By Samantha Sosa
I try to regularly perform breast self-exams, but as a working mom with a 2-year-old daughter, my life often gets busy. Not long ago, I had forgotten to check myself for a while and had also gained weight over time. When my job hosted a friendly weight-loss competition similar to “The Biggest Loser,” I decided it was time to join Weight Watchers® and dropped weight quickly. Eight weeks later, I had won second place in the competition! I was excited and happy with my new body, and decided I was going to start taking better care of ME. Soon after the competition, I performed a breast self-exam like I had done many times before. But this time, I felt something.
It was something large and very dense in my right breast. Since I had breastfed my daughter for 14 months, I immediately assumed it was a clogged duct. I had also had a well-woman exam just nine months prior and since my doctor hadn’t detected a lump, I didn’t let my mind race about it. After talking with my mother and my best friend, however, they were concerned and encouraged me to make an appointment with my OB/GYN. My doctor said the lump might be fibroadenoma, a noncancerous tumor that is common in young women, but she scheduled a mammogram just to be certain. If my doctor wasn’t overly concerned, I thought I shouldn’t be, either.
The following week, I went in for a 3D mammogram. At 32 years old, it was my first mammogram and I was nervous. I had done my research, so I knew an ultrasound would follow the mammogram to measure the mass and get a more accurate picture of the location. What I didn’t expect was how I would react when I saw the lump glaring at me on the ultrasound screen. I knew deep inside that something wasn’t right. As the ultrasound technician looked for a pronounced border, I searched her face for clues, but she didn’t give any.
Two weeks later, I had the lump biopsied because the doctor said, “it looks suspicious.” Those three words took my breath away.
I was wrecked with anxiety waiting for the biopsy results. The day of my follow-up appointment, my mother and I sat in the OB/GYN’s office and chatted about lunch – anything to distract us from what was to come. Soon enough, my doctor walked in and broke the news that I had Stage 2 breast cancer.
She kept talking, but I couldn’t hear anything else. I was in shock and my mind went to my daughter. Who would love her like I do? Would she know how much I love her? Would she even remember me? I looked at my mother’s face, which was consumed with tears. My tears followed.
The drive home was brutal. I was struck with fear. I didn’t sleep for the next few days. I was so afraid to walk around with a mass in my chest. I felt trapped in my own body.
My mother moved very quickly, and scrambled to find me the best doctors and treatment options. A friend of my mother’s mentioned a surgeon affiliated with Memorial Hermann-Texas Medical Center (TMC), who specializes in breast diseases. The hospital also connected us with Shirley Ruiz, an oncology nurse navigator at the Memorial Hermann Cancer Center – Texas Medical Center, who scheduled my appointment with Dr. Anneliese Gonzalez, an oncology hematologist affiliated with Memorial Hermann-TMC and UT Physicians.
At my first visit to the Memorial Hermann Cancer Center, I learned I was diagnosed with Stage 2 Triple Negative Invasive Ductal Carcinoma. Dr. Gonzalez reviewed my ultrasound and biopsy results, and explained that the stage of the cancer was not definitive until I underwent additional tests to ensure the cancer had not spread. She recommended that I start a chemotherapy regimen before meeting with a breast surgeon. I left the appointment feeling overwhelmed and scared beyond anything I had ever imagined. The following week, as my heart pounded and I gripped the exam table, I learned the cancer hadn’t spread. My mother and I thanked God for good news, and we prepared ourselves for treatment.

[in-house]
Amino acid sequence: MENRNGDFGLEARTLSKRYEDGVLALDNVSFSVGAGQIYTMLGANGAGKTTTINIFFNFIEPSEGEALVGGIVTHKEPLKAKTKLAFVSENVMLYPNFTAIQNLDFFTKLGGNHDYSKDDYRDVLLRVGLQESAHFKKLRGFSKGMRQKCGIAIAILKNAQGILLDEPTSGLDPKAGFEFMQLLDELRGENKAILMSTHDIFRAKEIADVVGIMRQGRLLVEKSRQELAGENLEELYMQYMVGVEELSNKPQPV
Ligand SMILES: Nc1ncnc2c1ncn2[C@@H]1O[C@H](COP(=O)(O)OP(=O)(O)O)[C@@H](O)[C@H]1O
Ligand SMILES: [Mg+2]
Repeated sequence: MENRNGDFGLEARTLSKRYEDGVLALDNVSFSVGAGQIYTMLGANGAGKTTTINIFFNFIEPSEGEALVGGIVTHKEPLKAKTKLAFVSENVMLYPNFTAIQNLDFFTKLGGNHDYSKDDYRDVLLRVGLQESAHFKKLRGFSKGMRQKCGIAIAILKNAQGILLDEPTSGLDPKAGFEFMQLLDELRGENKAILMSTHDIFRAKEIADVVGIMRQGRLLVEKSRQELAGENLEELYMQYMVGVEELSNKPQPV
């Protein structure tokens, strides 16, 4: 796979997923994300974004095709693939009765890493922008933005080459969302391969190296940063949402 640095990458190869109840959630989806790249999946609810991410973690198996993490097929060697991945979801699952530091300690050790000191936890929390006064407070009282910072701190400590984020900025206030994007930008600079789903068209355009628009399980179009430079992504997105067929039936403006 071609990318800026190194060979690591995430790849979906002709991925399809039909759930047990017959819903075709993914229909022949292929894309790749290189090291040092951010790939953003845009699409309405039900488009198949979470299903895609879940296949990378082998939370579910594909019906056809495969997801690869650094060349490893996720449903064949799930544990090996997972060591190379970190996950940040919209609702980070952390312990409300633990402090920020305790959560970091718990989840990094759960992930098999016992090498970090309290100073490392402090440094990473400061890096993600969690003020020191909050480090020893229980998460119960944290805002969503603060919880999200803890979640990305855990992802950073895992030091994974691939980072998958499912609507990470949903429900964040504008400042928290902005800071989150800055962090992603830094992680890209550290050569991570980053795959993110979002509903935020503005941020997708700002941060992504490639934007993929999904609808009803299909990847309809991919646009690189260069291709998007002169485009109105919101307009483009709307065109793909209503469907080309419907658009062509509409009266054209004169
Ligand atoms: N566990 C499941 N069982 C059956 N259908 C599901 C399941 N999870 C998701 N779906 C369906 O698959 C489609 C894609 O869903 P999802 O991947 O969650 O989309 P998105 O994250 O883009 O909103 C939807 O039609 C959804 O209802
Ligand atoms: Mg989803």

Chemotherapy’s job is to destroy and that’s exactly what it does. I was apprehensive, of course, knowing that my only hope of killing the tumor could possibly damage my heart, impact my chances of having more children and could make all of my hair fall out. But, I decided to take those chances because I wanted to beat this cancer.
I began my first of 16 treatments at the Memorial Hermann Cancer and Infusion Center. I sat in the recliner with my favorite blanket, pillow and book of affirmations and waited for the chemo to enter my body. I had never felt so sick in the days that followed, and I couldn’t imagine feeling that way 15 more times. A lot of prayer got me through the worst days early on in my treatment.
I am now at my halfway mark, and can see the light at the end of the tunnel.
Courageous, strong and brave are not adjectives I would have used to describe myself prior to my diagnosis. Anyone who knows me knows I am the most anxious, cautious, over-analyzer ever to have walked this earth. But through this journey I have learned a lot about myself. I remind myself throughout the day that I can beat cancer. People may wonder what keeps me motivated – my faith. I encourage anyone who has to fight this battle to stand firm in your faith, no matter who or what you believe in.
Also, surround yourself with people who love you and support you. My mother is my rock and I could never thank her enough for believing in me when I thought I wouldn’t be able to fight. I especially cherish my daughter, Elaina Michele, who is fearless. I look at her and am reminded that life can change at a moment’s notice. But I will keep sharing my story and I will keep fighting to inspire others in their cancer journey. Watch out world, here we come!
Learn more about breast cancer symptoms and signs here.